Making the sugar more expensive doesn’t really solve that problem, admittedly, but if sugar prices increase along with salad price decreases, then you’d surely see a sudden shift in the kind of food many with no money are eating.
Pro: it changes the actual drinks
In response to the sugar tax being introduced, many soft drinks companies altered their recipes so that they’d have less sugar than the threshold. Then they wouldn’t have to put the tax on it, and then they would get more sales than rivals whose prices were being increased. This is great, because it means the drinks aren’t quite as unhealthy as they were before.
A great example of this still lies with Coca Cola. Have you noticed the huge increase in the popularity and availability of Coke Zero in the last couple of years? It ain’t a coincidence. You don’t pay sugar tax on Coke Zero, so Coca Cola have made it more widely available to grab back the customers who may have turned away at the price increase on normal Coke. Zero isn’t actually much less unhealthy than regular Coke but you know, one step at a time.
Con: the Nanny State con…
Boris Johnson’s biggest argument against the sugar tax is that it is “the continuing creep of the nanny state”. To find out what he means by this, let’s hear from our Unjustified Public Outrage correspondent Bruce Lockhead…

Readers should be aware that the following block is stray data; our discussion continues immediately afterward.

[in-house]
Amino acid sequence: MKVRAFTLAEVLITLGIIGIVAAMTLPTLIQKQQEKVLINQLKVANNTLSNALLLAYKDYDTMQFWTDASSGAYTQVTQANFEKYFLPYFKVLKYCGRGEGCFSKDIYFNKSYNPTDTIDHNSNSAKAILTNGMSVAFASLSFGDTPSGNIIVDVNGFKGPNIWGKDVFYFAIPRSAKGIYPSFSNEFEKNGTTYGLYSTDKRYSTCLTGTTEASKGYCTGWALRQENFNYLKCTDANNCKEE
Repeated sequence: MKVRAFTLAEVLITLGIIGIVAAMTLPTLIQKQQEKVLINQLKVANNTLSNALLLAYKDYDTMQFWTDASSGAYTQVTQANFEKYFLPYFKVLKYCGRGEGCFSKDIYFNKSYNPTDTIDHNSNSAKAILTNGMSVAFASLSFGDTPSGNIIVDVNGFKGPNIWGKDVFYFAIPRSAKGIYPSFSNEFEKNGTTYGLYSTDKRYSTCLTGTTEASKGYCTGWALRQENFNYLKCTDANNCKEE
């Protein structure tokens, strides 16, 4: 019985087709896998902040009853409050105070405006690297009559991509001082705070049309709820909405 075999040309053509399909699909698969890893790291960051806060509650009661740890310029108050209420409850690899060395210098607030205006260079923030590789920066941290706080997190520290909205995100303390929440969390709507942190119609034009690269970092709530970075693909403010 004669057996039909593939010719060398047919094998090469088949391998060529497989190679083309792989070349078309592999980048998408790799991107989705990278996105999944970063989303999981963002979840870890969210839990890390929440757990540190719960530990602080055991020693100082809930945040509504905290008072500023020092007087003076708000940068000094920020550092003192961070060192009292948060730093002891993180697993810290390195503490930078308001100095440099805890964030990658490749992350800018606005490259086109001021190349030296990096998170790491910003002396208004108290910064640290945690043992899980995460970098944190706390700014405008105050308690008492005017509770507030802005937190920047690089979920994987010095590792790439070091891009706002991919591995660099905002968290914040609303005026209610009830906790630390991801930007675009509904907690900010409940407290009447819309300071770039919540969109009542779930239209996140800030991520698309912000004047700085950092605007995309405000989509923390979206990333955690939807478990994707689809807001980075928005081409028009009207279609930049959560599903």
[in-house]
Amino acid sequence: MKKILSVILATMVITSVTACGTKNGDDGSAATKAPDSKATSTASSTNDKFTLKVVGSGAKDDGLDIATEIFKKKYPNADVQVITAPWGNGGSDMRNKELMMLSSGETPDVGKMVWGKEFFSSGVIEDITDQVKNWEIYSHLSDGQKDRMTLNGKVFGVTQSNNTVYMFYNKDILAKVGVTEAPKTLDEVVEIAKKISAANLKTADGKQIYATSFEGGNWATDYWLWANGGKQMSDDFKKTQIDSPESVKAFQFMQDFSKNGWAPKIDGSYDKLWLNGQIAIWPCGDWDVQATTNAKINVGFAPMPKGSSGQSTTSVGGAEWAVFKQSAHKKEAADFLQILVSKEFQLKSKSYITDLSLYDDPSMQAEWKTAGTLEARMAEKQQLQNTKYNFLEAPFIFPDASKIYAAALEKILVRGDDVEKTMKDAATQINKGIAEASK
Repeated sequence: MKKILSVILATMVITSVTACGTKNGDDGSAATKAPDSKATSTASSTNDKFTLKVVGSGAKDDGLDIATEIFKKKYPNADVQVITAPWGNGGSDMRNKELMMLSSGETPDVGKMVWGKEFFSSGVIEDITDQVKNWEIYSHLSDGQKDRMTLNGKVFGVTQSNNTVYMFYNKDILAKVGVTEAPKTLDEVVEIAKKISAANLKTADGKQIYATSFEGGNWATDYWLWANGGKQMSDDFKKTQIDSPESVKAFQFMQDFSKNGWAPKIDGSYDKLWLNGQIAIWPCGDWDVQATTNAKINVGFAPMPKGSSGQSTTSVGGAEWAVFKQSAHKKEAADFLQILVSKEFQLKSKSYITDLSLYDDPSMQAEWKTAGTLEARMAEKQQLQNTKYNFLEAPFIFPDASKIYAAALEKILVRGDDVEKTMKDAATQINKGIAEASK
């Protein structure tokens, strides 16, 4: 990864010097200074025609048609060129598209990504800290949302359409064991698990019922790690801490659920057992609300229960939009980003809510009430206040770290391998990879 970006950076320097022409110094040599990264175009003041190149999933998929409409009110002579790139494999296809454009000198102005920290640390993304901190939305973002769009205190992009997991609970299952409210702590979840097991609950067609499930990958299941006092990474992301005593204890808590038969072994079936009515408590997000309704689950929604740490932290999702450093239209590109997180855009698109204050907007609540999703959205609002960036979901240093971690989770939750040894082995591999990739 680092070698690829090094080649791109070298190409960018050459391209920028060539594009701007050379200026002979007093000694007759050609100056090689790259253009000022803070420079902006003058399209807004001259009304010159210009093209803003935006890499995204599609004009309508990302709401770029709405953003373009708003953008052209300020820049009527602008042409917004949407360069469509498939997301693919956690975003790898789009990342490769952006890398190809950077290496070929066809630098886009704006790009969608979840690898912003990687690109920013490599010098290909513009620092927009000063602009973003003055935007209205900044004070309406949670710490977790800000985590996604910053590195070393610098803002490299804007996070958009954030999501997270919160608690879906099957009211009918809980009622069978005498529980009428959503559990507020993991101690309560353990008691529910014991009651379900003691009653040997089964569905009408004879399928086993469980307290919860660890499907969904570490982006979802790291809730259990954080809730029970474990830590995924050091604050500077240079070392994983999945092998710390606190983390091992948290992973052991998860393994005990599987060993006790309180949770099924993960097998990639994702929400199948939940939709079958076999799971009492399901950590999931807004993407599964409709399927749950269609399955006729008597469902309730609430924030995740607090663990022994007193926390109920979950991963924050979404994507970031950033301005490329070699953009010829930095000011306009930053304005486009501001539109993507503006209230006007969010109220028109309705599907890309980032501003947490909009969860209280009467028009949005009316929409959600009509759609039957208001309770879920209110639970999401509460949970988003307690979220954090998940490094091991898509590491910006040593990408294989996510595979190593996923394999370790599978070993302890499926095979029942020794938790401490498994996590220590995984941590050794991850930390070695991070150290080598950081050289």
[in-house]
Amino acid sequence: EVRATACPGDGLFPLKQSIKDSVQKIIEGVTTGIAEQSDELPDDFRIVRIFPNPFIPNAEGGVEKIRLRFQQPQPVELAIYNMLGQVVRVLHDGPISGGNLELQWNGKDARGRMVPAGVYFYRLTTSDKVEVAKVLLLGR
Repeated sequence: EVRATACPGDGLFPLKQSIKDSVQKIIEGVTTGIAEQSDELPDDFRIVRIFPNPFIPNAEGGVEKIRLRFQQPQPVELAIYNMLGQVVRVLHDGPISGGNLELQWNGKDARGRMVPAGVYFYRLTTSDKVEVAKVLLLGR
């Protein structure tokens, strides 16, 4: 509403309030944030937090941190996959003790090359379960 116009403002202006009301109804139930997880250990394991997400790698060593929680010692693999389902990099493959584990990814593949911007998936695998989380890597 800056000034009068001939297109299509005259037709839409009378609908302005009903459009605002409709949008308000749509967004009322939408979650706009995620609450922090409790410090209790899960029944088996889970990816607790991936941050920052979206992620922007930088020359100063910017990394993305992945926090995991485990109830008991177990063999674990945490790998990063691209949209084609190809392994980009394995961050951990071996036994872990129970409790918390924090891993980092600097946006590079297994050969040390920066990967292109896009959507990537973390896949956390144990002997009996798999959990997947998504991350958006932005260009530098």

Thanks, Bruce. First off, you can choose what you drink, because otherwise you wouldn’t be able to buy sugary drinks at all. The only difference is, you have to pay for the damage it causes.
The nanny state is what opponents call government interventions in people’s daily lives aimed at making them healthier and happier. This offends people who feel patronised by being helped by the state and would like to feel more independent. Often, you also find the roots of why people support this argument to be ‘I don’t want to think about the fact that what I’m doing isn’t good for me’.
Thirdly…can you make your own decisions? It’s been improving in recent years (thanks to the ‘nanny state’) but look at the adverts around you. There are far more for fast food, sweets, and soft drinks than there are for anything that’s considered healthy, and the ones that are healthy are aimed at people who would ordinarily avoid fast food anyway. Happy families at McDonald’s, eating their burgers and drinking their huge Cokes and smiling and laughing and lovin’ it. Millions of pounds put behind these campaigns to persuade you to buy their junk. Is there anywhere near as much spent on adverts to persuade you to buy healthy food? These adverts will influence your decisions. They wouldn’t spend so much on these campaigns if they didn’t work. The playing field could definitely be levelled out though, if some of the money raised with the sugar tax went toward skilled marketing for healthy food.
So, as I’m sure you’ve worked out, I don’t agree with Boris Johnson. Funnily enough, neither does he. It turns out that in 2016 as Mayor of London, before the sugar tax was introduced, he added a 10p charge on sugary drinks sold at City Hall. But Boris Johnson’s opinions doing a complete u-turn, I’ve never heard of such a thing! Except for, well, pretty much everything he says. I wholly support the sugar tax and I hope it can be extended to more types of unhealthy food and drink in future.